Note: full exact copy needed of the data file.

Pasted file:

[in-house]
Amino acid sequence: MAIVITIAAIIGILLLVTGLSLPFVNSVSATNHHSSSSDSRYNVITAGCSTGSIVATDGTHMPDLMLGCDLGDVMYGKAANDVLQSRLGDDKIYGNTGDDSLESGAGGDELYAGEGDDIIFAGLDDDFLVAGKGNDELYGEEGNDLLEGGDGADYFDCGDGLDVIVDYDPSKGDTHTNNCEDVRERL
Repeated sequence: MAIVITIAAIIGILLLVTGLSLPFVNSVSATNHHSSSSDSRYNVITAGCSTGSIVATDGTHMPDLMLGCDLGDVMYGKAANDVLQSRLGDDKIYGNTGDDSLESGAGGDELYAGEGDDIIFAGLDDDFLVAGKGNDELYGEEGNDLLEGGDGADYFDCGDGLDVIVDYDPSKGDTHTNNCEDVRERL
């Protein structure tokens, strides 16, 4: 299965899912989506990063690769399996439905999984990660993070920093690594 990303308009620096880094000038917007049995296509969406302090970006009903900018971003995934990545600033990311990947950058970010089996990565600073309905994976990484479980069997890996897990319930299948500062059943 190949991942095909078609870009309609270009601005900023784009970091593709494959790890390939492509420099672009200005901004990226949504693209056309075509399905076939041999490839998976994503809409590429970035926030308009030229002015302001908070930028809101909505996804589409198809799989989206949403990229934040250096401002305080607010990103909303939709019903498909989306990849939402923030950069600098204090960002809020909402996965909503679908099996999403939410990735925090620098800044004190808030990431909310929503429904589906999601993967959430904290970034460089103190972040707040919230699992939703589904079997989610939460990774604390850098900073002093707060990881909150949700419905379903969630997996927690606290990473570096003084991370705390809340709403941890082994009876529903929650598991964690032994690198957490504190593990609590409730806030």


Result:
[in-house]
Amino acid sequence: MAIVITIAAIIGILLLVTGLSLPFVNSVSATNHHSSSSDSRYNVITAGCSTGSIVATDGTHMPDLMLGCDLGDVMYGKAANDVLQSRLGDDKIYGNTGDDSLESGAGGDELYAGEGDDIIFAGLDDDFLVAGKGNDELYGEEGNDLLEGGDGADYFDCGDGLDVIVDYDPSKGDTHTNNCEDVRERL
Repeated sequence: MAIVITIAAIIGILLLVTGLSLPFVNSVSATNHHSSSSDSRYNVITAGCSTGSIVATDGTHMPDLMLGCDLGDVMYGKAANDVLQSRLGDDKIYGNTGDDSLESGAGGDELYAGEGDDIIFAGLDDDFLVAGKGNDELYGEEGNDLLEGGDGADYFDCGDGLDVIVDYDPSKGDTHTNNCEDVRERL
């Protein structure tokens, strides 16, 4: 299965899912989506990063690769399996439905999984990660993070920093690594 990303308009620096880094000038917007049995296509969406302090970006009903900018971003995934990545600033990311990947950058970010089996990565600073309905994976990484479980069997890996897990319930299948500062059943 190949991942095909078609870009309609270009601005900023784009970091593709494959790890390939492509420099672009200005901004990226949504693209056309075509399905076939041999490839998976994503809409590429970035926030308009030229002015302001908070930028809101909505996804589409198809799989989206949403990229934040250096401002305080607010990103909303939709019903498909989306990849939402923030950069600098204090960002809020909402996965909503679908099996999403939410990735925090620098800044004190808030990431909310929503429904589906999601993967959430904290970034460089103190972040707040919230699992939703589904079997989610939460990774604390850098900073002093707060990881909150949700419905379903969630997996927690606290990473570096003084991370705390809340709403941890082994009876529903929650598991964690032994690198957490504190593990609590409730806030």